Come check out our animal encounters to see training in action!

 

Healthy Happy Hippos

Behind the Scenes, Uncategorized, Ungulates

Meet Wildlife Safari’s resident hippos! Blippo and Padron, like many of the animals at the park, have regular training sessions with their keepers. As they are such large animals, these sessions are vitally important for their care – being able to ask them to show their teeth allows keepers to make sure they’re healthy everyday, and catch any issues before they become a real problem.


Without using behavioral training for health checks, keepers and veterinarians would need to sedate these large animals to do any kind of check up. This can be stressful for the animal. 

While being able to move the hippos is helpful, it is the open mouthed dental checks that are particularly important. The keepers have captured a behavior to allow for voluntary tooth trims. A drummer has also been slowly introduced to trim their teeth down for a natural wear. Blippo seems to take delight in the vibrations of the drummel, its almost like a tooth massage! Padron is a bit more shy, but is becoming braver every day.

Hippos have large incisors that dig up the grasses and vegetation they eat, with the help of incredibly powerful jaws. Since hippos are quite tough on their teeth, regular dental checks can catch cracks or damage before they become too serious.

The Big Times – Working with Elephants

Elephants, Keeper Chats, Uncategorized

Wildlife Safari is home to many creatures, from the tiny to the huge! The Elephant department looks after the biggest of the bunch. With five elephants, this herd keeps their care takers pretty busy! George (35 yrs), Tava (38), Valerie (34) and Moja (34) are African elephants, with their characteristic large ears and overall body size. Liz (52) is the only Asian elephant in the troop, but this doesn’t stop her from being in charge. As the matriarch of the group she demands respect. “She’s a tough cookie,” says Elephant Supervisor Dinah Wilson about Liz. “She has strength, attitude, confidence –  comfortable in any setting.”

All the elephants have their own distinct personalities, and their keepers love getting to know them and spending time with them. George wins everyone’s hearts with his charm and sweet disposition; Tava loves her training sessions – she strives for perfection and loves to learn; Moja is very inquisitive (with the largest ears anyone has ever seen); and Valerie is super playful – toys or no she’ll find a way to have fun, even if it’s throwing dust!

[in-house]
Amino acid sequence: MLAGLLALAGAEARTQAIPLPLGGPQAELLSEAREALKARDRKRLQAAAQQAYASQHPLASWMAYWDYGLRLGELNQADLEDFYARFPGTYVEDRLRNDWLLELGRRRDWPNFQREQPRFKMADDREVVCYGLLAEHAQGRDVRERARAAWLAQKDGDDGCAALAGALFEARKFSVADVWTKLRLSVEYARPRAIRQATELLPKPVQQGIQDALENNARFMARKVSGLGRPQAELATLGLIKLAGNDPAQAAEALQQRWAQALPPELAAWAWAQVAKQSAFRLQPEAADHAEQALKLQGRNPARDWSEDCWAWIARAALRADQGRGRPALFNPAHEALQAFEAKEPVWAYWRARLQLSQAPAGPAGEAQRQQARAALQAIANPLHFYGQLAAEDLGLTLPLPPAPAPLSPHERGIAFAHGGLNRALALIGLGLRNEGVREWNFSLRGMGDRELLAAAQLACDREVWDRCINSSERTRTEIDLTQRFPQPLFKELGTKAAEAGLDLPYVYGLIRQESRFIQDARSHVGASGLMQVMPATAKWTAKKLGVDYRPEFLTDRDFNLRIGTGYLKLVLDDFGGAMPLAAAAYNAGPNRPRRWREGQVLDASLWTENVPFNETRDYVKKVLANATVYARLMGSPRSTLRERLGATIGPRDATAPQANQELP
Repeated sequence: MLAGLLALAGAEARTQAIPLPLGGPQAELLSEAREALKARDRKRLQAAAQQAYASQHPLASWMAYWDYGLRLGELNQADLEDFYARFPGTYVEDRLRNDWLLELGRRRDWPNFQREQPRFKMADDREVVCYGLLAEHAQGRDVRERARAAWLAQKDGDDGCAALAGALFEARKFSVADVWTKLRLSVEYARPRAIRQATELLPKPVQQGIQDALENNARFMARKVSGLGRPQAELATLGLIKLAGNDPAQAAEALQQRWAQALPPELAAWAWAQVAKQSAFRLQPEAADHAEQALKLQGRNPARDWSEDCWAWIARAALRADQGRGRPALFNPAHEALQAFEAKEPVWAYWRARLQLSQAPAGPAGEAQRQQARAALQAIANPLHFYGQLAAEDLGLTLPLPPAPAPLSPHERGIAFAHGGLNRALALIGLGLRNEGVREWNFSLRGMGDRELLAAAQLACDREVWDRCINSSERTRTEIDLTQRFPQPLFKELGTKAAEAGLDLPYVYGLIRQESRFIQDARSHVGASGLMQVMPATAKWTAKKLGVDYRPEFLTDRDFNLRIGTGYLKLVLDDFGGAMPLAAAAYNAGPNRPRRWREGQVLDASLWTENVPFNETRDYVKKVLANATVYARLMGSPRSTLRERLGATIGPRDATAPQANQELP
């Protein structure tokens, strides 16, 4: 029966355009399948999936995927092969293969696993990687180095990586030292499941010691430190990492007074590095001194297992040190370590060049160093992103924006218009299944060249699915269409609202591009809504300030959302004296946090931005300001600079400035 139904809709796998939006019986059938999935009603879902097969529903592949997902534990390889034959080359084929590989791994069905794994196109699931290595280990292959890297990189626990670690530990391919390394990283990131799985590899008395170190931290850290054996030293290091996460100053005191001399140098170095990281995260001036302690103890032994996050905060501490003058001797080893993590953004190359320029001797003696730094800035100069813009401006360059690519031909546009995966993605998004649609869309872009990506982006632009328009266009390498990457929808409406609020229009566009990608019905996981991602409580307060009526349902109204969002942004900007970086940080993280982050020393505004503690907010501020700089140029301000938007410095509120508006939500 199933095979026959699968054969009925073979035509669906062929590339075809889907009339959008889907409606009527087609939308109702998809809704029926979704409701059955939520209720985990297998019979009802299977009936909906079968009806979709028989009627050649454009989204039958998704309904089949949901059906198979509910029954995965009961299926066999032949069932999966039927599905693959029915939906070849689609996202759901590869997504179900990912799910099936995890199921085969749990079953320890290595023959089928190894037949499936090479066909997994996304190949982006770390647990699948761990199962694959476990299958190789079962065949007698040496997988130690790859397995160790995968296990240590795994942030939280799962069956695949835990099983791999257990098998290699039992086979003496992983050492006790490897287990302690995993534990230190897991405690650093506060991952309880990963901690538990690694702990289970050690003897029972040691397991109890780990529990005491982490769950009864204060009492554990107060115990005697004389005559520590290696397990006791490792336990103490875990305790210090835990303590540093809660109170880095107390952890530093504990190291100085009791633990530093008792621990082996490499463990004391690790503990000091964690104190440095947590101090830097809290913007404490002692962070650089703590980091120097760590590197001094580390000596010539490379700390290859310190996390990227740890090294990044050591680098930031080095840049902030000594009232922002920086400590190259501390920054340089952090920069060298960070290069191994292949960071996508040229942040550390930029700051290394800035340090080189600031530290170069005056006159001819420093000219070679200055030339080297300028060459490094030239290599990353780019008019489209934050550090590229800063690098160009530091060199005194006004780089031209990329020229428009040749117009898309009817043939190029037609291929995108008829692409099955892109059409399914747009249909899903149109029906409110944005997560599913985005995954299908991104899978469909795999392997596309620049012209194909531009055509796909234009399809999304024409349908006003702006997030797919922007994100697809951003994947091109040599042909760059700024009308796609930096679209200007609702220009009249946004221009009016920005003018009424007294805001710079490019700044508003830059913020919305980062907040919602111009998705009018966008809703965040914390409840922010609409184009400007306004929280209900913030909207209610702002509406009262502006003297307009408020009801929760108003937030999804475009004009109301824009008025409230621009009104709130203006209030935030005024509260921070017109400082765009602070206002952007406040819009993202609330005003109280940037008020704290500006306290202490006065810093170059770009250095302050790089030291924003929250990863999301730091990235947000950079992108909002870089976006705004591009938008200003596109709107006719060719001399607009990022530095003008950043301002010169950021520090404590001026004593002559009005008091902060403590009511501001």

Tracy with Tava

Keeper Tracy with Tava, an African elephant

 

With five large animals there is a lot of cleaning to be done, which takes up most of the keepers’ day. Then comes the husbandry work, the time where keepers make sure everyone is happy and healthy. Bathing, brushing, foot checks and overall health checks are important parts of making sure the elephants are at their best. “Then there is the training and interaction,” says Tracy Moser, Elephant Keeper. “Where we work with the elephants, giving them the chance to do exercises or physical therapy, do things that are stimulating and enriching for their brains as well as bodies – and of course letting guests meet the elephants!”

Keeper Tracy with Moja, an African Elephant

Keeper Tracy with Moja, an African Elephant

Working with such large and intelligent animals is incredible, but comes with a unique set of challenges.”You have to be a couple steps ahead, because they’ll be a couple steps ahead of you,” says keeper Courtney. “Everything here is big – large yards, gates, everything. Enrichment items are also very big, so you have to be pretty strong.”

Their intelligence makes training sessions particularly interesting. “You’re not just training an animal to robotically perform a behaviour – they will work in tandem with you to make it the way you want it. It’s really neat – different from any other animal,” says Courtney.

Smiles